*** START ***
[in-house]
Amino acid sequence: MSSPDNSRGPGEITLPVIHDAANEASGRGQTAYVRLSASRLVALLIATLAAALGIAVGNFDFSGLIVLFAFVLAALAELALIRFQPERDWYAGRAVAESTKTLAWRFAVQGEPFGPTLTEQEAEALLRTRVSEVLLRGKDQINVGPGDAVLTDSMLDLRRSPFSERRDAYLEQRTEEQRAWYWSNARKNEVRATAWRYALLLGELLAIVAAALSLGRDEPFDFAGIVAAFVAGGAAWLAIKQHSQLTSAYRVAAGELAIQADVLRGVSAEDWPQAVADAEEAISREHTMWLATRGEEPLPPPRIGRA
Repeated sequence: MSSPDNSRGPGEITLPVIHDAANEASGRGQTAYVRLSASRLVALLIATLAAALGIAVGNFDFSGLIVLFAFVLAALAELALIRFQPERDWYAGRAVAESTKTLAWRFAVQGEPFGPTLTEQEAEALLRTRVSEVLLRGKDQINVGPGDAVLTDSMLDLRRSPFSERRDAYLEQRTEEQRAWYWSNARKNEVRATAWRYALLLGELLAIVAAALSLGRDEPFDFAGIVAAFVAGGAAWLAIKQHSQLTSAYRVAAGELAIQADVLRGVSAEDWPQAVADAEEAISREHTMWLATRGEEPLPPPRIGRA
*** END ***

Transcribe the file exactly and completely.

[in-house]
Amino acid sequence: MSSPDNSRGPGEITLPVIHDAANEASGRGQTAYVRLSASRLVALLIATLAAALGIAVGNFDFSGLIVLFAFVLAALAELALIRFQPERDWYAGRAVAESTKTLAWRFAVQGEPFGPTLTEQEAEALLRTRVSEVLLRGKDQINVGPGDAVLTDSMLDLRRSPFSERRDAYLEQRTEEQRAWYWSNARKNEVRATAWRYALLLGELLAIVAAALSLGRDEPFDFAGIVAAFVAGGAAWLAIKQHSQLTSAYRVAAGELAIQADVLRGVSAEDWPQAVADAEEAISREHTMWLATRGEEPLPPPRIGRA
Repeated sequence: MSSPDNSRGPGEITLPVIHDAANEASGRGQTAYVRLSASRLVALLIATLAAALGIAVGNFDFSGLIVLFAFVLAALAELALIRFQPERDWYAGRAVAESTKTLAWRFAVQGEPFGPTLTEQEAEALLRTRVSEVLLRGKDQINVGPGDAVLTDSMLDLRRSPFSERRDAYLEQRTEEQRAWYWSNARKNEVRATAWRYALLLGELLAIVAAALSLGRDEPFDFAGIVAAFVAGGAAWLAIKQHSQLTSAYRVAAGELAIQADVLRGVSAEDWPQAVADAEEAISREHTMWLATRGEEPLPPPRIGRA